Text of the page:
The first one-off NFT was created in 2014 by Kevin McCoy and Anil Dash live at the Seven on Seven conferences at the New Museum in New York. It was a digital certificate of ownership for the octagon-shaped animation titled 'Quantum.' This can be considered a real innovation as the term NFT (non-fungible token) itself was not coined until 2017. Could anyone then have assumed that a few years later the popular 'Doge' meme (or more precisely: simply a digital image of a Shiba Inu) would be sold this way for 4 million dollars and it would not be even a tenth of the value of the most expensive digital work of art, sold as NFT in March 2021? If you don't understand how blockchain works, what can be distributed as a token, and how artists can benefit from it, be sure to read this article to the end.

NFT technology has gotten loud in recent months when single tokens began to reach astronomical prices. There were also amazing stories that trended like crazy in the headlines of websites and social media. After many years of living in hiding, people from the cult internet memes revealed their identity by proposing to sell digital deeds to pictures for thousands of dollars. Later it turned out that, in the same way, you can monetize your... first tweet! Artists also became interested. Music and paintings also began to be sold in the form of tokens. At first glance, it seems like pure madness. But since people are willing to pay for original artwork instead of hanging reproductions in their homes, or buy original CDs instead of downloading mp3 files, apparently the same mechanism accompanies all those who decide to buy something unique - only this time in digital form.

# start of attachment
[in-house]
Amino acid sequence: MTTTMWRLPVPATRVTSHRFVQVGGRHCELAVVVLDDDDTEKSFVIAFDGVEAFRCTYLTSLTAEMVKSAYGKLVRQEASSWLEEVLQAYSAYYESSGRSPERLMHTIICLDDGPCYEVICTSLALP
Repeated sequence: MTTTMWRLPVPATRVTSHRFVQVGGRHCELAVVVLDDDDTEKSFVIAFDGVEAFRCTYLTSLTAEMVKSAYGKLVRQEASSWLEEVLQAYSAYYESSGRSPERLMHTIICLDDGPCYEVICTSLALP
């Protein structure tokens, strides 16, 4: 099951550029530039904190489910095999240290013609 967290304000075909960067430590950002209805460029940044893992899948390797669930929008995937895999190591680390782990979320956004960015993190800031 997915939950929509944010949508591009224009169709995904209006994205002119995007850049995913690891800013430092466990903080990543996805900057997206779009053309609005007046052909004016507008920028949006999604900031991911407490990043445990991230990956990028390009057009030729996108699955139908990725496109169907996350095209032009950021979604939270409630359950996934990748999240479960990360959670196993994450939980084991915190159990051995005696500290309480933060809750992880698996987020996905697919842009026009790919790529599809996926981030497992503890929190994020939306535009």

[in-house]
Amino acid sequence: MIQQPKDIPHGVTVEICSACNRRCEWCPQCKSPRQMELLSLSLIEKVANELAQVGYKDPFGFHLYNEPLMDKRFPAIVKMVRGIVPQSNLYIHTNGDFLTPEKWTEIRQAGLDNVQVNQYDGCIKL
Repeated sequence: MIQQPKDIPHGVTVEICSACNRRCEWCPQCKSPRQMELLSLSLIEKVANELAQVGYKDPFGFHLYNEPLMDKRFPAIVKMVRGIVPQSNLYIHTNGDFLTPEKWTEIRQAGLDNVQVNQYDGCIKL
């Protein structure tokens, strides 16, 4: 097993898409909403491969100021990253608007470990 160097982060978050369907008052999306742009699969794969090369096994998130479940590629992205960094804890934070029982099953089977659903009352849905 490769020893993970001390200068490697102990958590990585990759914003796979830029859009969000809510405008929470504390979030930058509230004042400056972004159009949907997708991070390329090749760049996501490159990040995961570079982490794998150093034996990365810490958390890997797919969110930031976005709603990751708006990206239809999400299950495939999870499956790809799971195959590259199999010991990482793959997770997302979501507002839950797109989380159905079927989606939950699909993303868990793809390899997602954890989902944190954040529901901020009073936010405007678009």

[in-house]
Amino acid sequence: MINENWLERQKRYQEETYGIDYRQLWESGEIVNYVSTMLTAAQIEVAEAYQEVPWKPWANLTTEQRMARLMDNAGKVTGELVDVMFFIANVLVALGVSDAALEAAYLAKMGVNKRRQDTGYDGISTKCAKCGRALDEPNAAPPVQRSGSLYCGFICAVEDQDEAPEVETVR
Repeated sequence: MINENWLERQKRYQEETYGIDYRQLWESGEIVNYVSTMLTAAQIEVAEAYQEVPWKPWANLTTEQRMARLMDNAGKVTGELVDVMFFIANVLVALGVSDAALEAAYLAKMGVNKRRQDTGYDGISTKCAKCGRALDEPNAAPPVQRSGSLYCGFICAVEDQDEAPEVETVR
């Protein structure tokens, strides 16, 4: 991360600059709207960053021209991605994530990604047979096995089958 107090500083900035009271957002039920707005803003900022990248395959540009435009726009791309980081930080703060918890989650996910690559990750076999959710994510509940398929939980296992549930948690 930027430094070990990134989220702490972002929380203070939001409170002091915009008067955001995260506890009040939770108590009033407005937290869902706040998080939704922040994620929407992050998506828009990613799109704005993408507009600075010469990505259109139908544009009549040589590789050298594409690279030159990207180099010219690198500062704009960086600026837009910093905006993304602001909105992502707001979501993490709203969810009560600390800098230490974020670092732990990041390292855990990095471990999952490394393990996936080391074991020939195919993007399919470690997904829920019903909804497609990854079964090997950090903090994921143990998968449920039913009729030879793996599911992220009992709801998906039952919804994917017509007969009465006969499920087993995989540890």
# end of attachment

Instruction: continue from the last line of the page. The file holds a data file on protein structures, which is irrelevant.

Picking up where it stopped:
What is NFT (non-fungible token)?